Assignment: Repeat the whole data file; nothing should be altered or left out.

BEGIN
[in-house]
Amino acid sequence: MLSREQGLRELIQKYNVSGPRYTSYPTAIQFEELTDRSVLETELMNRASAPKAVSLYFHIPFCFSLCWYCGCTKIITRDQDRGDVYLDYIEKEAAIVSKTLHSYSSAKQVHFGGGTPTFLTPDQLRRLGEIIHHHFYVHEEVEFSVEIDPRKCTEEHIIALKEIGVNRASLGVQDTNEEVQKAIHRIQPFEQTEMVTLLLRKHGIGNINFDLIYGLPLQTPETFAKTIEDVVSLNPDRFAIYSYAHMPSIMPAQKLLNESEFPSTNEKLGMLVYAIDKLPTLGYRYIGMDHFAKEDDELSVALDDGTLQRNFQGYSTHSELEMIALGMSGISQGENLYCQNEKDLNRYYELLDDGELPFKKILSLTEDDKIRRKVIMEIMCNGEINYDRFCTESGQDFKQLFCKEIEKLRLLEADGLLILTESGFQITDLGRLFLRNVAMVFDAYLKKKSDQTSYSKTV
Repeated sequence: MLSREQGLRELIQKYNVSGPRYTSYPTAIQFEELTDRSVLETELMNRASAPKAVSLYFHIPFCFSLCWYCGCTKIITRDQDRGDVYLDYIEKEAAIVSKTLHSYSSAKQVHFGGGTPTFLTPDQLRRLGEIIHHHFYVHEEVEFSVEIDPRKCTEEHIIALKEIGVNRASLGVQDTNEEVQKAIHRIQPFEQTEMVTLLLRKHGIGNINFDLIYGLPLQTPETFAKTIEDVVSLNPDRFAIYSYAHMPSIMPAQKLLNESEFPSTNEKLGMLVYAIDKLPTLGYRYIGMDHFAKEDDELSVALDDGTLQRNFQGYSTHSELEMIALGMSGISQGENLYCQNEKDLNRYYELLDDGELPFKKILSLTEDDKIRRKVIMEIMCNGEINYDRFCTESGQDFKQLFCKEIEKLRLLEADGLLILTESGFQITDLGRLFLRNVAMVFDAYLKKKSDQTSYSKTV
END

[in-house]
Amino acid sequence: MLSREQGLRELIQKYNVSGPRYTSYPTAIQFEELTDRSVLETELMNRASAPKAVSLYFHIPFCFSLCWYCGCTKIITRDQDRGDVYLDYIEKEAAIVSKTLHSYSSAKQVHFGGGTPTFLTPDQLRRLGEIIHHHFYVHEEVEFSVEIDPRKCTEEHIIALKEIGVNRASLGVQDTNEEVQKAIHRIQPFEQTEMVTLLLRKHGIGNINFDLIYGLPLQTPETFAKTIEDVVSLNPDRFAIYSYAHMPSIMPAQKLLNESEFPSTNEKLGMLVYAIDKLPTLGYRYIGMDHFAKEDDELSVALDDGTLQRNFQGYSTHSELEMIALGMSGISQGENLYCQNEKDLNRYYELLDDGELPFKKILSLTEDDKIRRKVIMEIMCNGEINYDRFCTESGQDFKQLFCKEIEKLRLLEADGLLILTESGFQITDLGRLFLRNVAMVFDAYLKKKSDQTSYSKTV
Repeated sequence: MLSREQGLRELIQKYNVSGPRYTSYPTAIQFEELTDRSVLETELMNRASAPKAVSLYFHIPFCFSLCWYCGCTKIITRDQDRGDVYLDYIEKEAAIVSKTLHSYSSAKQVHFGGGTPTFLTPDQLRRLGEIIHHHFYVHEEVEFSVEIDPRKCTEEHIIALKEIGVNRASLGVQDTNEEVQKAIHRIQPFEQTEMVTLLLRKHGIGNINFDLIYGLPLQTPETFAKTIEDVVSLNPDRFAIYSYAHMPSIMPAQKLLNESEFPSTNEKLGMLVYAIDKLPTLGYRYIGMDHFAKEDDELSVALDDGTLQRNFQGYSTHSELEMIALGMSGISQGENLYCQNEKDLNRYYELLDDGELPFKKILSLTEDDKIRRKVIMEIMCNGEINYDRFCTESGQDFKQLFCKEIEKLRLLEADGLLILTESGFQITDLGRLFLRNVAMVFDAYLKKKSDQTSYSKTV